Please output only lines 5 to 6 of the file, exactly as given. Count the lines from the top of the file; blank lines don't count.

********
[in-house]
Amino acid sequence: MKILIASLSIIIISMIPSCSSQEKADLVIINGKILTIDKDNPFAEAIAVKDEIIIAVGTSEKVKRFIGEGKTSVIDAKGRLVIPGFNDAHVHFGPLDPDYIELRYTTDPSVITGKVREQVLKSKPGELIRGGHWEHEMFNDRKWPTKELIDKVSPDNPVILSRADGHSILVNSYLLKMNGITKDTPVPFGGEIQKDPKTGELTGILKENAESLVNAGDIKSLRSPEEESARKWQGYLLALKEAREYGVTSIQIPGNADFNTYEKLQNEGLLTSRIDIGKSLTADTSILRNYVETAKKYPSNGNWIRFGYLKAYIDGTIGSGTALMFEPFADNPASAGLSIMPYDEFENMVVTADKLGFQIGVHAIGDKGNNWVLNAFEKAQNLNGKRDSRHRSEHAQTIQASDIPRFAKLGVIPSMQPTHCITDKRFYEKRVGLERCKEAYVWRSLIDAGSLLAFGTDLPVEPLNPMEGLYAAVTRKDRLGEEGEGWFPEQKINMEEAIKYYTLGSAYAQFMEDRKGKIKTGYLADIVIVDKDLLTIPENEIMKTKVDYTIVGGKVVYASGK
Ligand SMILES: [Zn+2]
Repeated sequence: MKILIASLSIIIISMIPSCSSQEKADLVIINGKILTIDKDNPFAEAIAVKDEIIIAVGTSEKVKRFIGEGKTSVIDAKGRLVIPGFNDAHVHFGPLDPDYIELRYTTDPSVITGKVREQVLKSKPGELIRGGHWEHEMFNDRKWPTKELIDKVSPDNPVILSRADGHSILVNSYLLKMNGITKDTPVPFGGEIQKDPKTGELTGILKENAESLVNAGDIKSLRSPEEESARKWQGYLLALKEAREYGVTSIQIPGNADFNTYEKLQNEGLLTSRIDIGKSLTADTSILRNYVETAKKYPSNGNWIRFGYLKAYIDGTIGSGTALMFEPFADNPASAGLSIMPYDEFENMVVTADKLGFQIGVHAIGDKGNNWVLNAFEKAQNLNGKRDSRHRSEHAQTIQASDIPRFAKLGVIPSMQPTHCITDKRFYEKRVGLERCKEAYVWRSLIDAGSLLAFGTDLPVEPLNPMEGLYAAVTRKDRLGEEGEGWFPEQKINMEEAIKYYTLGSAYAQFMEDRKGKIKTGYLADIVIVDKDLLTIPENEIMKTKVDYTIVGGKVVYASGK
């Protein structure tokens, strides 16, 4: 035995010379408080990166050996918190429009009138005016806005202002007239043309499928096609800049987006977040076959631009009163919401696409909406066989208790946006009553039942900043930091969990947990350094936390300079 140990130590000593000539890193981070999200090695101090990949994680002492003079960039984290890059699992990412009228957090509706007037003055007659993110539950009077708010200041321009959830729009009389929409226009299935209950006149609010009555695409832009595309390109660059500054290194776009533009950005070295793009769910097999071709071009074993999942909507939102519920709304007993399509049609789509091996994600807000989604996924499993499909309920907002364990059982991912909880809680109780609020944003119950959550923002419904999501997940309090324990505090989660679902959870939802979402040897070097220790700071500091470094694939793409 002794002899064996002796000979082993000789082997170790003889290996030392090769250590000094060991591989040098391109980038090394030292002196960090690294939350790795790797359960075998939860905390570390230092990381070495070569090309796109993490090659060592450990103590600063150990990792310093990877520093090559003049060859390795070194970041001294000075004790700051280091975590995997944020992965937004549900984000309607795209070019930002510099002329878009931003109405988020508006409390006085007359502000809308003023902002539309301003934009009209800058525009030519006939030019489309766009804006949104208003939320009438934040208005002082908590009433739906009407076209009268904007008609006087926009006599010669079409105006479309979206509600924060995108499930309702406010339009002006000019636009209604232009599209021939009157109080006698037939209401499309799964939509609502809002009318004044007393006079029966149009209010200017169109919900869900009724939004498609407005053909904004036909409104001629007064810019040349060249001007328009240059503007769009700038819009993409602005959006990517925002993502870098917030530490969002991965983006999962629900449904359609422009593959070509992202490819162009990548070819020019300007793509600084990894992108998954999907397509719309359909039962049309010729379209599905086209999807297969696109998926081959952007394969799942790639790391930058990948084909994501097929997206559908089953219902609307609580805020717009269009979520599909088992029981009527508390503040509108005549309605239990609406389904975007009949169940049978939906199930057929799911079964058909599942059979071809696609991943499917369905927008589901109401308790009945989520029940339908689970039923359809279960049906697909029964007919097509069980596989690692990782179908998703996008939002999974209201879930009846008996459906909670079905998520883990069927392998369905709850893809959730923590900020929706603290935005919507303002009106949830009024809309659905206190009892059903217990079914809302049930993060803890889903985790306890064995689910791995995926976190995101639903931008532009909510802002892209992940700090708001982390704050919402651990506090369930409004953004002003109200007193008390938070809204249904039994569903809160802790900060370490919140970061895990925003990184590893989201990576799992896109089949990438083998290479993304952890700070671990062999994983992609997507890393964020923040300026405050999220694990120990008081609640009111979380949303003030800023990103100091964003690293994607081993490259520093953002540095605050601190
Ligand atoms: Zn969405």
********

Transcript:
């Protein structure tokens, strides 16, 4: 035995010379408080990166050996918190429009009138005016806005202002007239043309499928096609800049987006977040076959631009009163919401696409909406066989208790946006009553039942900043930091969990947990350094936390300079 140990130590000593000539890193981070999200090695101090990949994680002492003079960039984290890059699992990412009228957090509706007037003055007659993110539950009077708010200041321009959830729009009389929409226009299935209950006149609010009555695409832009595309390109660059500054290194776009533009950005070295793009769910097999071709071009074993999942909507939102519920709304007993399509049609789509091996994600807000989604996924499993499909309920907002364990059982991912909880809680109780609020944003119950959550923002419904999501997940309090324990505090989660679902959870939802979402040897070097220790700071500091470094694939793409 002794002899064996002796000979082993000789082997170790003889290996030392090769250590000094060991591989040098391109980038090394030292002196960090690294939350790795790797359960075998939860905390570390230092990381070495070569090309796109993490090659060592450990103590600063150990990792310093990877520093090559003049060859390795070194970041001294000075004790700051280091975590995997944020992965937004549900984000309607795209070019930002510099002329878009931003109405988020508006409390006085007359502000809308003023902002539309301003934009009209800058525009030519006939030019489309766009804006949104208003939320009438934040208005002082908590009433739906009407076209009268904007008609006087926009006599010669079409105006479309979206509600924060995108499930309702406010339009002006000019636009209604232009599209021939009157109080006698037939209401499309799964939509609502809002009318004044007393006079029966149009209010200017169109919900869900009724939004498609407005053909904004036909409104001629007064810019040349060249001007328009240059503007769009700038819009993409602005959006990517925002993502870098917030530490969002991965983006999962629900449904359609422009593959070509992202490819162009990548070819020019300007793509600084990894992108998954999907397509719309359909039962049309010729379209599905086209999807297969696109998926081959952007394969799942790639790391930058990948084909994501097929997206559908089953219902609307609580805020717009269009979520599909088992029981009527508390503040509108005549309605239990609406389904975007009949169940049978939906199930057929799911079964058909599942059979071809696609991943499917369905927008589901109401308790009945989520029940339908689970039923359809279960049906697909029964007919097509069980596989690692990782179908998703996008939002999974209201879930009846008996459906909670079905998520883990069927392998369905709850893809959730923590900020929706603290935005919507303002009106949830009024809309659905206190009892059903217990079914809302049930993060803890889903985790306890064995689910791995995926976190995101639903931008532009909510802002892209992940700090708001982390704050919402651990506090369930409004953004002003109200007193008390938070809204249904039994569903809160802790900060370490919140970061895990925003990184590893989201990576799992896109089949990438083998290479993304952890700070671990062999994983992609997507890393964020923040300026405050999220694990120990008081609640009111979380949303003030800023990103100091964003690293994607081993490259520093953002540095605050601190
Ligand atoms: Zn969405």